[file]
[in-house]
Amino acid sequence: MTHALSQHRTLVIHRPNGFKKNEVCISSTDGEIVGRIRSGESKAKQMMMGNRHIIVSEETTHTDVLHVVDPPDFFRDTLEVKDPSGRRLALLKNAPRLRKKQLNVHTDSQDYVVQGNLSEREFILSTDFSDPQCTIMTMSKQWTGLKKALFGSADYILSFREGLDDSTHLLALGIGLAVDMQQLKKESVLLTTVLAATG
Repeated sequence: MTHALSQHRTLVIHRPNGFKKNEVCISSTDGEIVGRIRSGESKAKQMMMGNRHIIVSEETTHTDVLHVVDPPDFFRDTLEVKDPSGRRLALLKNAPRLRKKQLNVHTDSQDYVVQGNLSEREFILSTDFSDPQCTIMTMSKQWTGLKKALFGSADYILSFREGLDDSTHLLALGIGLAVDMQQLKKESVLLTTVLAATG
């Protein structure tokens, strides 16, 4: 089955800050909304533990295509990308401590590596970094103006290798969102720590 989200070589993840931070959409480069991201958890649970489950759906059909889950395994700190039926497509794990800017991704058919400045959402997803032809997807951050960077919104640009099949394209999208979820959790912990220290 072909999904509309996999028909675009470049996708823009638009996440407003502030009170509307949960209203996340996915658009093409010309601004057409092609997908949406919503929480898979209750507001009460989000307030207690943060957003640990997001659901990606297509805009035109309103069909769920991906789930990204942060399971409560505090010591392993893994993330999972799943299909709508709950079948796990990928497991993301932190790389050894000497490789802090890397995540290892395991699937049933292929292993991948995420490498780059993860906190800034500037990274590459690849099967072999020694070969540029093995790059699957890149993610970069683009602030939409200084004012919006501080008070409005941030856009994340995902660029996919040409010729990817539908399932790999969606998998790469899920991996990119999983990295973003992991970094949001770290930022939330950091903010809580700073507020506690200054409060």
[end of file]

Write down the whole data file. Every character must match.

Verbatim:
[in-house]
Amino acid sequence: MTHALSQHRTLVIHRPNGFKKNEVCISSTDGEIVGRIRSGESKAKQMMMGNRHIIVSEETTHTDVLHVVDPPDFFRDTLEVKDPSGRRLALLKNAPRLRKKQLNVHTDSQDYVVQGNLSEREFILSTDFSDPQCTIMTMSKQWTGLKKALFGSADYILSFREGLDDSTHLLALGIGLAVDMQQLKKESVLLTTVLAATG
Repeated sequence: MTHALSQHRTLVIHRPNGFKKNEVCISSTDGEIVGRIRSGESKAKQMMMGNRHIIVSEETTHTDVLHVVDPPDFFRDTLEVKDPSGRRLALLKNAPRLRKKQLNVHTDSQDYVVQGNLSEREFILSTDFSDPQCTIMTMSKQWTGLKKALFGSADYILSFREGLDDSTHLLALGIGLAVDMQQLKKESVLLTTVLAATG
């Protein structure tokens, strides 16, 4: 089955800050909304533990295509990308401590590596970094103006290798969102720590 989200070589993840931070959409480069991201958890649970489950759906059909889950395994700190039926497509794990800017991704058919400045959402997803032809997807951050960077919104640009099949394209999208979820959790912990220290 072909999904509309996999028909675009470049996708823009638009996440407003502030009170509307949960209203996340996915658009093409010309601004057409092609997908949406919503929480898979209750507001009460989000307030207690943060957003640990997001659901990606297509805009035109309103069909769920991906789930990204942060399971409560505090010591392993893994993330999972799943299909709508709950079948796990990928497991993301932190790389050894000497490789802090890397995540290892395991699937049933292929292993991948995420490498780059993860906190800034500037990274590459690849099967072999020694070969540029093995790059699957890149993610970069683009602030939409200084004012919006501080008070409005941030856009994340995902660029996919040409010729990817539908399932790999969606998998790469899920991996990119999983990295973003992991970094949001770290930022939330950091903010809580700073507020506690200054409060």